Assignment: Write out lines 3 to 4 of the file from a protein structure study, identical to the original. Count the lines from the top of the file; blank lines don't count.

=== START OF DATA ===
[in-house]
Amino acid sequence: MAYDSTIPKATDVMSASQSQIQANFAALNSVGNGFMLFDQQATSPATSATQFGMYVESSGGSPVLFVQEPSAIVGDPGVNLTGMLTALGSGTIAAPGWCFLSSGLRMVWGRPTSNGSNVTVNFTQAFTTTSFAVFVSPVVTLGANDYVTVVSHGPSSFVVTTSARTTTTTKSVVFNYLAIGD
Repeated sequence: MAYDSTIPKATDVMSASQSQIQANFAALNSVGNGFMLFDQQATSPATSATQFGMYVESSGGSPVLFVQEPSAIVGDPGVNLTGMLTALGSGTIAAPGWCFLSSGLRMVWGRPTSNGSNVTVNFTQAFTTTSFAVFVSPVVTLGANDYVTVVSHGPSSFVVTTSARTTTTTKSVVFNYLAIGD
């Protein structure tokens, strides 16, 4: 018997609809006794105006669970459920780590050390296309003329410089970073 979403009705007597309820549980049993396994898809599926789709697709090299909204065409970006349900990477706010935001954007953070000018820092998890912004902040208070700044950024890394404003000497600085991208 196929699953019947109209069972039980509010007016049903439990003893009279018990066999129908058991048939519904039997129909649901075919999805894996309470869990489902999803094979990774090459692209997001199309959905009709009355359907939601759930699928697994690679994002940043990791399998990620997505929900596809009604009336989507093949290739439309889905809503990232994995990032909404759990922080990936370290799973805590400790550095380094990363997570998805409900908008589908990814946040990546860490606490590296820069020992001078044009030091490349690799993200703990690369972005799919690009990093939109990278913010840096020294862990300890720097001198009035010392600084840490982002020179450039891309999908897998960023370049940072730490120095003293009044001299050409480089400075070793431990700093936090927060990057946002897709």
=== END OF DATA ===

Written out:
Repeated sequence: MAYDSTIPKATDVMSASQSQIQANFAALNSVGNGFMLFDQQATSPATSATQFGMYVESSGGSPVLFVQEPSAIVGDPGVNLTGMLTALGSGTIAAPGWCFLSSGLRMVWGRPTSNGSNVTVNFTQAFTTTSFAVFVSPVVTLGANDYVTVVSHGPSSFVVTTSARTTTTTKSVVFNYLAIGD
């Protein structure tokens, strides 16, 4: 018997609809006794105006669970459920780590050390296309003329410089970073 979403009705007597309820549980049993396994898809599926789709697709090299909204065409970006349900990477706010935001954007953070000018820092998890912004902040208070700044950024890394404003000497600085991208 196929699953019947109209069972039980509010007016049903439990003893009279018990066999129908058991048939519904039997129909649901075919999805894996309470869990489902999803094979990774090459692209997001199309959905009709009355359907939601759930699928697994690679994002940043990791399998990620997505929900596809009604009336989507093949290739439309889905809503990232994995990032909404759990922080990936370290799973805590400790550095380094990363997570998805409900908008589908990814946040990546860490606490590296820069020992001078044009030091490349690799993200703990690369972005799919690009990093939109990278913010840096020294862990300890720097001198009035010392600084840490982002020179450039891309999908897998960023370049940072730490120095003293009044001299050409480089400075070793431990700093936090927060990057946002897709």